Discopath tells the story of a timid young New Yorker named Duane who leads a modest and uneventful life, until he meets an attractive young woman who decides to take him out to a disco club for a night of dancing. Little does she know that Duane has a unique condition: when he hears the sound of disco music, his eyes go black and he transforms into a murderous psychopath! Following this fateful night, Duane flees to Montreal where he tries to hide out and start a new life for himself, away from the music. But when someone unknowingly throws on a groovy record, everything spins out of control once again, only this time he may not want it to stop…
Montreal-based filmmaker Renaud Gauthier‘s debut feature is a love-letter to the slashers and Italian giallo films of the ’70s and ’80s, offering up one of the finest retro-grindhouse films of the modern era which feels destined to become something of a cult classic in its own right. The film was the highlight of last year’s Blood in the Snow film festival in Toronto, taking home a slew of awards and earning an exceedingly positive reaction from its packed audience. Genre fanatics in particular are sure to appreciate just how spot-on the writing and direction are in capturing that authentic sleazy vibe from this era of horror cinema, with Gauthier’s extreme attention to detail showing through in everything from the props and sets to the ominous synth score and electrifying original title track.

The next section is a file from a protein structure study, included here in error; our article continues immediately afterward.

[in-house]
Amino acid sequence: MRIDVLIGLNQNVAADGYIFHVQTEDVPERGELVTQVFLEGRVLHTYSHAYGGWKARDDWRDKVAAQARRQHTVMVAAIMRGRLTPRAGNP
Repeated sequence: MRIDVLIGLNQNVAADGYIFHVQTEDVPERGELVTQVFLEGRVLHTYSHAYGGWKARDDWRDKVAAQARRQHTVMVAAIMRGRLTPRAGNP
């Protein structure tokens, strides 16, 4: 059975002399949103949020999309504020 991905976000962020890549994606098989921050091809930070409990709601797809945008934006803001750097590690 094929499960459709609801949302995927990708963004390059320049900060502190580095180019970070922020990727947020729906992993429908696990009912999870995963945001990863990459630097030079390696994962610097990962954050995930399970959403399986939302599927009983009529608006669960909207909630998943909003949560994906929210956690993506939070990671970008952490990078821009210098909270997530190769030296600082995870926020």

Yet for all the flashing lights and pulsing beats, Discopath also sports a serious dark side, complete with decapitations, electrocutions, and blood-soaked psychotic dance-parties, which solidify its status as a bonafide horror film that is not afraid to take risks or push the blood and gore elements. A pair of violent scenes at the disco club stand out as the most memorable and original moments from a visual perspective, while the climax and finale get to be so insanely whacked-out that you just can’t help but laugh, right up until the final shot and twist ending. While some mainstream audiences might feel as if they’re not in on the joke, those viewers who have a decent handle on classic horror films and a good sense of humour will likely find much to enjoy about this modern gem of Canadian indie cinema, which hits all the right beats in its attempt to recapture the magic of a bygone era of sleazy horror filmmaking.
The DVD release of Discopath comes courtesy of Black Fawn Distribution, and contains an audio commentary track (featuring director Renaud Gauthier, Ivan Freud, and composer Bruce Cameron) as well as a 24-minute “behind the scenes” documentary, offering a closer look at the film’s 21-day shoot alongside plenty of interviews from the director and cast. The film is also currently available for digital download or rental at the iTunes Store.
Click here to check out my full-length review of the film from last December.